“Some of the men dressed as women are played for comedy, but when Dan Matisa plays the countess, the character is not a comic character,” Treyz says. “She’s a dignified countess who has her own hopes and dreams. We just play it very frankly. I like the idea of it having Elizabethan roots and the fact that with Helena played by the only woman in the cast, it really is Helena versus the masculine world. She is completely outnumbered.”
Girl power in ‘Musketeers’
Last summer, Angela Janas played a luminous Juliet at Hudson Valley. This summer, she’s a swashbuckling Sabine, d’Artagnan’s kid sister who announces that she’s tagging along on the musketeer’s adventure to Paris.
What? You don’t recall Sabine in Alexandre Dumas’ story? That’s because she’s a creation of Ken Ludwig, whose door-slamming “Lend Me a Tenor” is a fixture in community theaters.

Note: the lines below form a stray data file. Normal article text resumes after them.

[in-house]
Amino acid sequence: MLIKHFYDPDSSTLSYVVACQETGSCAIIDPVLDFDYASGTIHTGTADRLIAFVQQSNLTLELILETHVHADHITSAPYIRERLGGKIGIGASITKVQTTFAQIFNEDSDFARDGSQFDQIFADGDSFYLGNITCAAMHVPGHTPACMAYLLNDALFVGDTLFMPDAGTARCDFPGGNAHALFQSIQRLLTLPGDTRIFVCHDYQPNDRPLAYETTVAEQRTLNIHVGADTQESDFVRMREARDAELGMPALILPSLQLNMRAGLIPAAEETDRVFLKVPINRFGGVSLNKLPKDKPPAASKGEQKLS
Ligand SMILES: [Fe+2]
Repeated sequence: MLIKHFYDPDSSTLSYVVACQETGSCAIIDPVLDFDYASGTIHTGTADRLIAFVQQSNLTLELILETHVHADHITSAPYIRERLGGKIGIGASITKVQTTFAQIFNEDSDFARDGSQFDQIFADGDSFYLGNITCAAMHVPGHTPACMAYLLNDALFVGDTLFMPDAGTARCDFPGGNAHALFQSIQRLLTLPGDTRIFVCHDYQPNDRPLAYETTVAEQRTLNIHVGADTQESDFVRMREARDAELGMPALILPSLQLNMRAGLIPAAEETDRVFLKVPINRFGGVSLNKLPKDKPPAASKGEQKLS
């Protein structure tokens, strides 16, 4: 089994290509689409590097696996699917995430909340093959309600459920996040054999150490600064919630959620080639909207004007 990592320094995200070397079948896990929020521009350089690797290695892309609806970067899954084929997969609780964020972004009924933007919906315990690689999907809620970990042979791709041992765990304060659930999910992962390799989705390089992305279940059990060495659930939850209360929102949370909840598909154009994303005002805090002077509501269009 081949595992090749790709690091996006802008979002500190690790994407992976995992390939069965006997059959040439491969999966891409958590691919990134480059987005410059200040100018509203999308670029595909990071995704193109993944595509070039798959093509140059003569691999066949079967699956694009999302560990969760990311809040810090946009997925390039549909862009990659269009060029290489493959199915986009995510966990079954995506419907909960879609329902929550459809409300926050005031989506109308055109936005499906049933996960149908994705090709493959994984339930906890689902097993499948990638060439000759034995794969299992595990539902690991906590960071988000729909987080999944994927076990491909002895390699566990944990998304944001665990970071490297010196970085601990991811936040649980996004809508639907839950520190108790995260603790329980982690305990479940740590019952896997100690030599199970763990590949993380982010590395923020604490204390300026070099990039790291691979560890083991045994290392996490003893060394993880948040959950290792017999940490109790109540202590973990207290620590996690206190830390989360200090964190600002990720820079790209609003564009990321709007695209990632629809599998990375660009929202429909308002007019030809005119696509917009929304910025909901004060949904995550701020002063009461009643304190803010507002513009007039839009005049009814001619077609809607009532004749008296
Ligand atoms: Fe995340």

“She gets herself into trouble as they journey to Paris,” Janas says, “but you soon realize that she’s a much better fighter and much more intelligent than you initially think. I’m hoping all the 10-year-old girls in the audience say ‘Yes! We love her!’ That would be success.”
With a cast of 13, nearly everyone handles a weapon at some point, says Janas, who is the show’s fight captain.
“I was exhausted after those ‘Romeo and Juliet’ shows because it was so emotionally exhausting,” she says. “I have a feeling this summer I won’t be emotionally exhausted. I’ll be beat, physically.”
Director Chris Edwards directed “Romeo and Juliet” last year, but for years before that, he led productions of the tricky “third show” in the summer repertory, with smaller casts and a reckless abandon: “The Bomb-itty of Errors,” “The Complete Works of William Shakespeare (Abridged)” and “Around the World in Eighty Days.”